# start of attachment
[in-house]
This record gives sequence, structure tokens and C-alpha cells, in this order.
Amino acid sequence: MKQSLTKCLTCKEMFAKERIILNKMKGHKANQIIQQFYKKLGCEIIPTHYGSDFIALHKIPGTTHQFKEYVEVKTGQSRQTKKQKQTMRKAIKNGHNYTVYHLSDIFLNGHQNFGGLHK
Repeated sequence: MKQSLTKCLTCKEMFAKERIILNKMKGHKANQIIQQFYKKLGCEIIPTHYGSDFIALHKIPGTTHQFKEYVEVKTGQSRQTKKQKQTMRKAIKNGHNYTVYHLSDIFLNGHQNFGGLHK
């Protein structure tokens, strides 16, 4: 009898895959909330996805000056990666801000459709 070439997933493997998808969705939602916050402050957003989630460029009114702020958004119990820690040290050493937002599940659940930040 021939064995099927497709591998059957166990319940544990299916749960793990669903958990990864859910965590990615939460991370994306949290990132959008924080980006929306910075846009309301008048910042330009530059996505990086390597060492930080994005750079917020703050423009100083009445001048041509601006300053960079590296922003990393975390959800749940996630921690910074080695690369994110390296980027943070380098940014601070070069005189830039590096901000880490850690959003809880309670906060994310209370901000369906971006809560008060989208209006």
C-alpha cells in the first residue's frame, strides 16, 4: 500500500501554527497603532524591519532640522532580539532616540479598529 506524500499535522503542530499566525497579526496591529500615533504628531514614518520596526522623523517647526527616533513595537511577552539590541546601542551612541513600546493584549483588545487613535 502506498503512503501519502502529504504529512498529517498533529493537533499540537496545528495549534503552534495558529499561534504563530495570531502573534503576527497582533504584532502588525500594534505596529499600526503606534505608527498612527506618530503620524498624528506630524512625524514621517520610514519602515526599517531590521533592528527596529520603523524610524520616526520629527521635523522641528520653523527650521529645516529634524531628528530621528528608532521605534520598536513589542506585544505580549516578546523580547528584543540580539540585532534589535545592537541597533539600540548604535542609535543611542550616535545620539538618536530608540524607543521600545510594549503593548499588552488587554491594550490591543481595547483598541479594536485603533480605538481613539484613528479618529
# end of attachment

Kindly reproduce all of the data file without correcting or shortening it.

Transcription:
[in-house]
This record gives sequence, structure tokens and C-alpha cells, in this order.
Amino acid sequence: MKQSLTKCLTCKEMFAKERIILNKMKGHKANQIIQQFYKKLGCEIIPTHYGSDFIALHKIPGTTHQFKEYVEVKTGQSRQTKKQKQTMRKAIKNGHNYTVYHLSDIFLNGHQNFGGLHK
Repeated sequence: MKQSLTKCLTCKEMFAKERIILNKMKGHKANQIIQQFYKKLGCEIIPTHYGSDFIALHKIPGTTHQFKEYVEVKTGQSRQTKKQKQTMRKAIKNGHNYTVYHLSDIFLNGHQNFGGLHK
């Protein structure tokens, strides 16, 4: 009898895959909330996805000056990666801000459709 070439997933493997998808969705939602916050402050957003989630460029009114702020958004119990820690040290050493937002599940659940930040 021939064995099927497709591998059957166990319940544990299916749960793990669903958990990864859910965590990615939460991370994306949290990132959008924080980006929306910075846009309301008048910042330009530059996505990086390597060492930080994005750079917020703050423009100083009445001048041509601006300053960079590296922003990393975390959800749940996630921690910074080695690369994110390296980027943070380098940014601070070069005189830039590096901000880490850690959003809880309670906060994310209370901000369906971006809560008060989208209006």
C-alpha cells in the first residue's frame, strides 16, 4: 500500500501554527497603532524591519532640522532580539532616540479598529 506524500499535522503542530499566525497579526496591529500615533504628531514614518520596526522623523517647526527616533513595537511577552539590541546601542551612541513600546493584549483588545487613535 502506498503512503501519502502529504504529512498529517498533529493537533499540537496545528495549534503552534495558529499561534504563530495570531502573534503576527497582533504584532502588525500594534505596529499600526503606534505608527498612527506618530503620524498624528506630524512625524514621517520610514519602515526599517531590521533592528527596529520603523524610524520616526520629527521635523522641528520653523527650521529645516529634524531628528530621528528608532521605534520598536513589542506585544505580549516578546523580547528584543540580539540585532534589535545592537541597533539600540548604535542609535543611542550616535545620539538618536530608540524607543521600545510594549503593548499588552488587554491594550490591543481595547483598541479594536485603533480605538481613539484613528479618529